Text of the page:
On 6 December 2021 the government published its response to the Green Paper on proposed reform to public procurement. A link to the response can be found here.

This is the ninth in a series of articles which the procurement law team at Bevan Brittan LLP are producing on what the proposed reforms will mean for the public sector and suppliers. Each article will give practical commentary on the different themes within the proposed reforms.

Here is a menu of what we will be covering, with links to each Part which will become live once each Part is published:


In this, the ninth, of our Road to Reform series of articles we look at the Government’s response to consultation on reform of the remedies regime and consider what a procurement challenge might look like under the new regime.

Fast and fair challenges

The tension which exists in reforming the remedies regime is balancing the desire for a faster, cheaper, more straightforward review system with the risk that a more accessible system will generate more challenges and speculative claims increasing the administrative burden on authorities and holding up procurement processes.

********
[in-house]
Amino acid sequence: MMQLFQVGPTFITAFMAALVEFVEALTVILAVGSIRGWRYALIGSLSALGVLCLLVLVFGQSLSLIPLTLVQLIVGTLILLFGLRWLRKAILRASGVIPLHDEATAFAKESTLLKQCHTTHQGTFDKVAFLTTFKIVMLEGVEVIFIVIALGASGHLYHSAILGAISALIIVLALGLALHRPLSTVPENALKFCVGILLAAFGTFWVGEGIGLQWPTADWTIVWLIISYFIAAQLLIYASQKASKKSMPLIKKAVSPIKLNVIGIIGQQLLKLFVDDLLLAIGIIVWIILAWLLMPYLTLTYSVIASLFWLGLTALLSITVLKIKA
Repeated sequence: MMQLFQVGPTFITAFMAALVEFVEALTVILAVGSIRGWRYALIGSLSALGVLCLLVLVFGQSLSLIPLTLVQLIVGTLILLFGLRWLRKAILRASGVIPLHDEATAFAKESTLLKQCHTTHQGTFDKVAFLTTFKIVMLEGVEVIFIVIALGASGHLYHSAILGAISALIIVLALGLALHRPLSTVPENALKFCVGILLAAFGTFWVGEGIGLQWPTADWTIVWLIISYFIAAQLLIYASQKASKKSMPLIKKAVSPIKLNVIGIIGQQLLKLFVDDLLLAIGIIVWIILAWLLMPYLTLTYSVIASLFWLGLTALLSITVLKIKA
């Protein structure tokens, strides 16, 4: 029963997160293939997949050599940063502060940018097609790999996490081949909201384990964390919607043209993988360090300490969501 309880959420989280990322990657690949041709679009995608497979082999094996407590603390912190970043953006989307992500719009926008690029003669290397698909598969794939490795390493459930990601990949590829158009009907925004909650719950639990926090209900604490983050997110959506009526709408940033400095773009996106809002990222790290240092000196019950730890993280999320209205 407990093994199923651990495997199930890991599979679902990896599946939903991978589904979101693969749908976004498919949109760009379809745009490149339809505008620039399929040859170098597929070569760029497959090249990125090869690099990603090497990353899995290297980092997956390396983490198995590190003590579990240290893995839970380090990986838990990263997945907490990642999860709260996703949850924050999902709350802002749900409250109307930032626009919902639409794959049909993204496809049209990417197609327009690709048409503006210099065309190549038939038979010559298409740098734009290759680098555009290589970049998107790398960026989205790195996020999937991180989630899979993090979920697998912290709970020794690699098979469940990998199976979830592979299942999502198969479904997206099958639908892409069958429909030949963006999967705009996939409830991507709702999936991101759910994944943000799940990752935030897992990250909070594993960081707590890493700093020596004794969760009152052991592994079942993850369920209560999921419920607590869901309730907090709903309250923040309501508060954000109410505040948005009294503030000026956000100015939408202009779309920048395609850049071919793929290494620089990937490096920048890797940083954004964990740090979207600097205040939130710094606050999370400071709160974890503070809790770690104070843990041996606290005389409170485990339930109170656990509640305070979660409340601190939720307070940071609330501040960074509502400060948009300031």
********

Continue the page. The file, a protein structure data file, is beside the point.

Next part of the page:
The Government had proposed a number of relatively radical changes in the Green Paper including using an existing tribunal and a cap on damages. However, following consultation, the focus is more on speeding up and simplifying the existing procedures and mechanisms to achieve the desired objectives.

No independent contracting authority review

The idea was that contracting authorities would have to undertake a formal independent review in the event of a dispute. However, there were concerns around how this would be resourced, how authorities would achieve the requisite level of impartiality reviewing their own processes and the interplay with standstill and limitation periods. This has therefore been dropped. The consultation response instead refers to there being a focus on encouraging authorities to review the merit of challenges and to respond appropriately. In our experience this is already happening in the vast majority of cases and we often see authorities undertake work to improve systems, templates and training in the wake of a challenge.

No tribunal